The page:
It was recently revealed that director Spike Lee was being sued by an elderly couple in Florida, whose address he incorrectly tweeted as the home of George Zimmerman.
The director was sued by Elaine McClain and David McClain for negligence, meaning he failed to exercise reasonable care in the foreseeable harm he caused the couple. On Tuesday, though, Lee’s attorneys filed a motion to dismiss grounded upon what was “foreseeable” by the couple.
Here’s the rub: According to The Hollywood Reporter, Lee and the McClains had already signed a settlement agreement with each other in March 2012. In his motion to dismiss, Lee reveals that the couple was paid $10,000 to release claims against him. (Lee says he also removed his “mistaken retweet” and issued a public apology. At the time of the settlement, the couple’s lawyer told the press that the “McClains were very moved by Mr. Lee’s apology.”)
But the couple found new lawyers who have come up with a lawsuit that doesn’t come right out and say it, but seemingly suggests, that Lee be liable for all of his followers who are retweeting his mistake. It might be argued that it is foreseeable that when a celebrity posts some information on a social media page, others will echo.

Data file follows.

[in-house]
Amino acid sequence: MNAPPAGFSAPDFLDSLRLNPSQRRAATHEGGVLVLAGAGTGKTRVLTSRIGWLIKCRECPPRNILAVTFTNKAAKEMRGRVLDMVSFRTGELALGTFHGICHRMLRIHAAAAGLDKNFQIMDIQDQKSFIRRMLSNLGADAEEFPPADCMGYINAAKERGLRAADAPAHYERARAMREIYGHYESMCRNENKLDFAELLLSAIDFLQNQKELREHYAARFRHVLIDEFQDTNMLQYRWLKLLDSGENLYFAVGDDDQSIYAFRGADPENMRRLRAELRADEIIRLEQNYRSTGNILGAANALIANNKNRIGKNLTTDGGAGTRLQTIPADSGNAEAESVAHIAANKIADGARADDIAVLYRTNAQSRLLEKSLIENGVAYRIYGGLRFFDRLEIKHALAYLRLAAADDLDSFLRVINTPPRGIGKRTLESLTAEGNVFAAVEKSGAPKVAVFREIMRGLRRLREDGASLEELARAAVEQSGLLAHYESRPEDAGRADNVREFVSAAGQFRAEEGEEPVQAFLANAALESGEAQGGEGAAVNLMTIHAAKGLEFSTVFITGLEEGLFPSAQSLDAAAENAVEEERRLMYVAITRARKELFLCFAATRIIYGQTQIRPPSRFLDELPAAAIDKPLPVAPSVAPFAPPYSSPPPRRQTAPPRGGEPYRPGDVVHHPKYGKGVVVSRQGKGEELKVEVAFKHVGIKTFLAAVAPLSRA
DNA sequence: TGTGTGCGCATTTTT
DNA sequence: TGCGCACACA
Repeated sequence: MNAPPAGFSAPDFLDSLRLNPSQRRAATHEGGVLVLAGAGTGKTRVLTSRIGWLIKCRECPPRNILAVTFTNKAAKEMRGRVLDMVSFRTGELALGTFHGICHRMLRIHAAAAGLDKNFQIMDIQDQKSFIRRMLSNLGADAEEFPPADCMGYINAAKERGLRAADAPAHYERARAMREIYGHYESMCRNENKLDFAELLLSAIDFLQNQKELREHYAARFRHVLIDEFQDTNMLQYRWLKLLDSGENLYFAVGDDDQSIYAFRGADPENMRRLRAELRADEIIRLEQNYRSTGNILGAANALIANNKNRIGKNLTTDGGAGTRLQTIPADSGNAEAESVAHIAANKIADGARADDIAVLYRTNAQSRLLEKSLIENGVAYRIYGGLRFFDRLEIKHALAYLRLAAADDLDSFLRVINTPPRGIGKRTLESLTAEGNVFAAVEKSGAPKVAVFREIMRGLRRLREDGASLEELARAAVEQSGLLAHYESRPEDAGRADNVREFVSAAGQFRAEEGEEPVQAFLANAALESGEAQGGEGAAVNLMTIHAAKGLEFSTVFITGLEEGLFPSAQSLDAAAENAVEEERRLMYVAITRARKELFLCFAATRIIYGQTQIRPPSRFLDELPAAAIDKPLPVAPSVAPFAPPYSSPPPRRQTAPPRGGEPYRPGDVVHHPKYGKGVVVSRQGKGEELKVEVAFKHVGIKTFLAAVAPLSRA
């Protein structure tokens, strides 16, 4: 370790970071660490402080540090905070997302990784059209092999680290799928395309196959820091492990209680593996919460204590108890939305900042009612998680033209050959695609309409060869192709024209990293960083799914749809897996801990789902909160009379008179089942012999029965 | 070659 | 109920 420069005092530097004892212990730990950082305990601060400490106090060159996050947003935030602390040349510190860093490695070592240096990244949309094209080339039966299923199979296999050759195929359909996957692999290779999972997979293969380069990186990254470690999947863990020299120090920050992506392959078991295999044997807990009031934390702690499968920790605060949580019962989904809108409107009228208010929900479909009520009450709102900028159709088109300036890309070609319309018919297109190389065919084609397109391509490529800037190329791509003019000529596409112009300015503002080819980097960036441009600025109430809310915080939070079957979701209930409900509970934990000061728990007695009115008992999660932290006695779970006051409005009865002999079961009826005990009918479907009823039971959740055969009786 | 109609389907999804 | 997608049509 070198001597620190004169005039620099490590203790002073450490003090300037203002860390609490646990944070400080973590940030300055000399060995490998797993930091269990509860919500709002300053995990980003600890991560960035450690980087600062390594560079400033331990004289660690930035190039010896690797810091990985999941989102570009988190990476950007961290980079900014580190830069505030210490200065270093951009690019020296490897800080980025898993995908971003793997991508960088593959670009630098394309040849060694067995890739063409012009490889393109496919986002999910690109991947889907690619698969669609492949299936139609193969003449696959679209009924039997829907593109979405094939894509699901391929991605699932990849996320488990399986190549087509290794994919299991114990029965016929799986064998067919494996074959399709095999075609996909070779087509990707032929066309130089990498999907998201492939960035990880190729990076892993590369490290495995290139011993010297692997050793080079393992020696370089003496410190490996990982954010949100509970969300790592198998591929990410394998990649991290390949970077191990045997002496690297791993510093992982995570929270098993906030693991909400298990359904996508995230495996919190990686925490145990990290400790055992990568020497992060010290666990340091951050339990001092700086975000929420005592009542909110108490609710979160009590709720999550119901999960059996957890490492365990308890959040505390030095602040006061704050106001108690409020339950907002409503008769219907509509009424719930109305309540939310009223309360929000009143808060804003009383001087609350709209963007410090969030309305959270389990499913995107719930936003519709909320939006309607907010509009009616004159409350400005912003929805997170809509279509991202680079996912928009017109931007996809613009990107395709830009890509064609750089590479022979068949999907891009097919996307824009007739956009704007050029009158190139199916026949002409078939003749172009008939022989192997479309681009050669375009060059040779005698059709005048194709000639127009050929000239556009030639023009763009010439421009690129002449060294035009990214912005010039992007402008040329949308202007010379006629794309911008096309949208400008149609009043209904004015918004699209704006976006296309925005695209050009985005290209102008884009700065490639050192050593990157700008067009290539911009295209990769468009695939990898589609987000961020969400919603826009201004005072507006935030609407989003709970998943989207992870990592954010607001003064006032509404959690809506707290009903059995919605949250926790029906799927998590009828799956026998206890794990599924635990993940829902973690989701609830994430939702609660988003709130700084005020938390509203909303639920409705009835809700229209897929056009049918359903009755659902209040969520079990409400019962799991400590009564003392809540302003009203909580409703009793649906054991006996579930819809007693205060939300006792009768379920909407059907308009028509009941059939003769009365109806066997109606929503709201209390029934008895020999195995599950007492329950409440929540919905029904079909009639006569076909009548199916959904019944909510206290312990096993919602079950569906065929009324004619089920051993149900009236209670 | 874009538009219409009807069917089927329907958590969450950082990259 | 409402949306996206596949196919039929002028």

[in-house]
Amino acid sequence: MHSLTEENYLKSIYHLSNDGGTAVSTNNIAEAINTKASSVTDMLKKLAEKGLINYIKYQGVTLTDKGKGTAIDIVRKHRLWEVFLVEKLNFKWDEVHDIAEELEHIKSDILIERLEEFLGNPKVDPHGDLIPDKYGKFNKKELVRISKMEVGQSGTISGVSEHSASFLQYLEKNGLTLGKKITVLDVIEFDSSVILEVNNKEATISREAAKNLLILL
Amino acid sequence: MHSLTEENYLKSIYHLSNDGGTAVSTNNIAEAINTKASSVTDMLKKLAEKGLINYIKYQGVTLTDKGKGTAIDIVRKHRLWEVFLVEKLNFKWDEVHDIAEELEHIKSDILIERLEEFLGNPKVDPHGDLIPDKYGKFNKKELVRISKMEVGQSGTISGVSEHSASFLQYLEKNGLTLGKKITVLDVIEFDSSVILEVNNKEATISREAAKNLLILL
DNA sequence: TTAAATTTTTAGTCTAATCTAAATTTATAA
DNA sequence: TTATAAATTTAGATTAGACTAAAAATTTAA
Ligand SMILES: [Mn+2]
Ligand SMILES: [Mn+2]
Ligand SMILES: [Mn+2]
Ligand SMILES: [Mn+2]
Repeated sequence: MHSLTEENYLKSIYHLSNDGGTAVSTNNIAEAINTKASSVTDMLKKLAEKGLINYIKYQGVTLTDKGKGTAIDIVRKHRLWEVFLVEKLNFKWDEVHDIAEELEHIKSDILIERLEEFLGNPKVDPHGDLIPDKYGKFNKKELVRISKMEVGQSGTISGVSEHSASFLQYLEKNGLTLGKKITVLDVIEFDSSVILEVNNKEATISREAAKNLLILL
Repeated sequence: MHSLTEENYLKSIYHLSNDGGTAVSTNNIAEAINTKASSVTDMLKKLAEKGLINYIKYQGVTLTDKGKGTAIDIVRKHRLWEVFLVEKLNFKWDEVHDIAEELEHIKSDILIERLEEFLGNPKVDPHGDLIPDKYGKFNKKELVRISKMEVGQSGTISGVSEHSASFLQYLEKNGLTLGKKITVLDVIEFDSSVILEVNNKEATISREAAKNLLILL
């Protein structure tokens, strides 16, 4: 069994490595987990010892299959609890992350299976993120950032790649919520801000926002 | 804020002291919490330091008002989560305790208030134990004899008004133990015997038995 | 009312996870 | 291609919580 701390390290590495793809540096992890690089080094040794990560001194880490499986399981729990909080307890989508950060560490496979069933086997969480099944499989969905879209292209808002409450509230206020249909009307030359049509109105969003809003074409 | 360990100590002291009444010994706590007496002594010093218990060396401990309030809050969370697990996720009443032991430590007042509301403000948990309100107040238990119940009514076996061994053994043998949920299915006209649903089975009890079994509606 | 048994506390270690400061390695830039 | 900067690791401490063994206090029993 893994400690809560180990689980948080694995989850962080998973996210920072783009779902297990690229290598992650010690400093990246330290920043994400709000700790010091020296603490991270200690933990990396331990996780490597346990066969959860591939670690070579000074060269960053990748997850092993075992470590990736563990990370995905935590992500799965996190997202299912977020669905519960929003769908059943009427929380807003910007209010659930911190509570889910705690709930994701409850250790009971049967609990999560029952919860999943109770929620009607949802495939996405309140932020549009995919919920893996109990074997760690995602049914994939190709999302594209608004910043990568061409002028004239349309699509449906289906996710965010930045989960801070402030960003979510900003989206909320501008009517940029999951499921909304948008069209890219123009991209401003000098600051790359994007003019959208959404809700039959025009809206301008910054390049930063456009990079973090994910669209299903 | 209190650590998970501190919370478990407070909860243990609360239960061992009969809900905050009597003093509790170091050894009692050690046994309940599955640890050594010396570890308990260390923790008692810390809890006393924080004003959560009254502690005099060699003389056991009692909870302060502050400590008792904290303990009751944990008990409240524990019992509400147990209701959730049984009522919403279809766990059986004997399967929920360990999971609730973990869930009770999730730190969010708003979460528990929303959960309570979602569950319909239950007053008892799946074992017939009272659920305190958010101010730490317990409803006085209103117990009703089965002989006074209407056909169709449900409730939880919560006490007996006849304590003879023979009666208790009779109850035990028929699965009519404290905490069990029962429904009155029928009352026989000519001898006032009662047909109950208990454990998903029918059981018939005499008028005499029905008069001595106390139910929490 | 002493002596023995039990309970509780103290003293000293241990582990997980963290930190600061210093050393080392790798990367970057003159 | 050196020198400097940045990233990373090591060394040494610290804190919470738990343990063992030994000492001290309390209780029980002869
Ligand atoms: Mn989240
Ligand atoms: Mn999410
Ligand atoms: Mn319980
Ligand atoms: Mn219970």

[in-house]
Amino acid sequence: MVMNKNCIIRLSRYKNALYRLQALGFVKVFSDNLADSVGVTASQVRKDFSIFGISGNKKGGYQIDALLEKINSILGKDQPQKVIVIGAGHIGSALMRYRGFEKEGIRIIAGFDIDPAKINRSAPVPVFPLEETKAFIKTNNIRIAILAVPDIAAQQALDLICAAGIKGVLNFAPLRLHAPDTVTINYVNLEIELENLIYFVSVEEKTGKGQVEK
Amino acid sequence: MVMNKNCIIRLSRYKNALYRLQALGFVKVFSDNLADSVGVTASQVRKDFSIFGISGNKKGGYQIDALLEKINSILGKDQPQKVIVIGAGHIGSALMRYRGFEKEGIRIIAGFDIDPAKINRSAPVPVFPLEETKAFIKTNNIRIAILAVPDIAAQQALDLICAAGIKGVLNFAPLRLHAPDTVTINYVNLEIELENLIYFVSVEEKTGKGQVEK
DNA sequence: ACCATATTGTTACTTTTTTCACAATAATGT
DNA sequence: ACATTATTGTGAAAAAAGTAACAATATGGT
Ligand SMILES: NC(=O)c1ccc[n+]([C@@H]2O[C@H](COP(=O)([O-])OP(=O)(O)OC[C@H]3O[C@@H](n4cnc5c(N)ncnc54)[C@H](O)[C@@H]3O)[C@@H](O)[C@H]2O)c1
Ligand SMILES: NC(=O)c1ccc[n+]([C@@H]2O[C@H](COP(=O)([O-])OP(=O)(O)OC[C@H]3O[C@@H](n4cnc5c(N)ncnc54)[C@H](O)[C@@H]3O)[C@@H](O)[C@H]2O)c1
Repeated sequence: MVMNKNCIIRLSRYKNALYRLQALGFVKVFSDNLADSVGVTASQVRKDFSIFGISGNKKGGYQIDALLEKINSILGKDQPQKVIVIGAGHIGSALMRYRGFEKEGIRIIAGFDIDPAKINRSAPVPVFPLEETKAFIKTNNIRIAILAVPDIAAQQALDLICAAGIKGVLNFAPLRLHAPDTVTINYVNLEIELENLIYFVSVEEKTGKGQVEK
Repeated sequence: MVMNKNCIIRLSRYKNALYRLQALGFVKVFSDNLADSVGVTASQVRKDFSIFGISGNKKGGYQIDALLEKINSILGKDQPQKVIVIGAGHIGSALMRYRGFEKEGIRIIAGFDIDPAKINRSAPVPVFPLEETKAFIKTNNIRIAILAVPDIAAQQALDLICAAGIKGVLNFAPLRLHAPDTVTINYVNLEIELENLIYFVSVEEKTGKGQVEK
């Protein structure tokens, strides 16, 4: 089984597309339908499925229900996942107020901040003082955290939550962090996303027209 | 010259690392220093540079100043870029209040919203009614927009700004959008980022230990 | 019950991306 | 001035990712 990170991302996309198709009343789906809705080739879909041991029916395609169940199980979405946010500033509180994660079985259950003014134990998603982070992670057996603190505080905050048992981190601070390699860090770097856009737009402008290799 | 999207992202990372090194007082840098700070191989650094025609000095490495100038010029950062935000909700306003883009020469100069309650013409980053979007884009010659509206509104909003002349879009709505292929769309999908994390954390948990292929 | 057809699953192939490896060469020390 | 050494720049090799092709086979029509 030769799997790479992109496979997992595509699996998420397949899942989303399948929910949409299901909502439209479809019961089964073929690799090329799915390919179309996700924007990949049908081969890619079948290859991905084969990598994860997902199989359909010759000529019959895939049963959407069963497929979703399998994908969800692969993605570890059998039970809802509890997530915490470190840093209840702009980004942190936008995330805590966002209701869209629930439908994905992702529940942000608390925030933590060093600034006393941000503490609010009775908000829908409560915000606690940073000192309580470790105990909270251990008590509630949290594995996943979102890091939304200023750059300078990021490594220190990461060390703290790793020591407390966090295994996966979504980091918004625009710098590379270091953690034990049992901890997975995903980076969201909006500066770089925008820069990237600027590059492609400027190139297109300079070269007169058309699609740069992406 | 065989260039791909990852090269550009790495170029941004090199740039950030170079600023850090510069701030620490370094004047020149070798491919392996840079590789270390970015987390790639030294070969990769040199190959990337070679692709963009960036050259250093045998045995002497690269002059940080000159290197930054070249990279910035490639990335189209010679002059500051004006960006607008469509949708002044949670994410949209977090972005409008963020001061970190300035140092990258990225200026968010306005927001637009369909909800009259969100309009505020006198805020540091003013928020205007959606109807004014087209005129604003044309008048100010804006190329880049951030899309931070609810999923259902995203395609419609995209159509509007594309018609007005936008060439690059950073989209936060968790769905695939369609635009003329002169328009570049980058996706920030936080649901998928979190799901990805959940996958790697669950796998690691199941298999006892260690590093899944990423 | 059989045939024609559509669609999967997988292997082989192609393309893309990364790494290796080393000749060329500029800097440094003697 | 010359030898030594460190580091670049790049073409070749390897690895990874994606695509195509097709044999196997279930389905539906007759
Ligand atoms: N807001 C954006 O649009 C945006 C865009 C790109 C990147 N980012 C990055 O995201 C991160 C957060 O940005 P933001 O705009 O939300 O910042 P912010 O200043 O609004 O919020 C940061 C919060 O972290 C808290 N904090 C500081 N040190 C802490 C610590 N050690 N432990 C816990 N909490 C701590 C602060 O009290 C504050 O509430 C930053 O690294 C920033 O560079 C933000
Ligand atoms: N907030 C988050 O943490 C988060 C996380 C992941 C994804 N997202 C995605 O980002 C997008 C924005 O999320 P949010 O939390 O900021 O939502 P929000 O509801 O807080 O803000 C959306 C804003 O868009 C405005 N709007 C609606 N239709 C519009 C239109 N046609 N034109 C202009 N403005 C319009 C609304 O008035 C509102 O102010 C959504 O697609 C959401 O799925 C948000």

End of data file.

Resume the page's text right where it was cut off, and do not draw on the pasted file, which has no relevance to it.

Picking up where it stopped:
That argument cuts both ways, however.
“Here, at the time that Plaintiffs entered into the Settlement Agreement, it was well-known that it was possible for information posted on Twitter (by Mr. Lee or anyone else) to be retweeted in the future,” says Lee’s motion to dismiss. “Indeed, the Complaint alleges that it is easy to retweet information by simply clicking a button on Twitter. For these reasons, to the extent that any of the unnamed individuals who posted the McLains’ address on Twitter in 2013 somehow obtained that information from Mr. Lee’s 2012 retweet, such a consequence was eminently foreseeable when the Settlement Agreement was signed.”
Lee is now looking to hold the McClains to the $10,000 they got to release claims. The couple wants $15,000 more.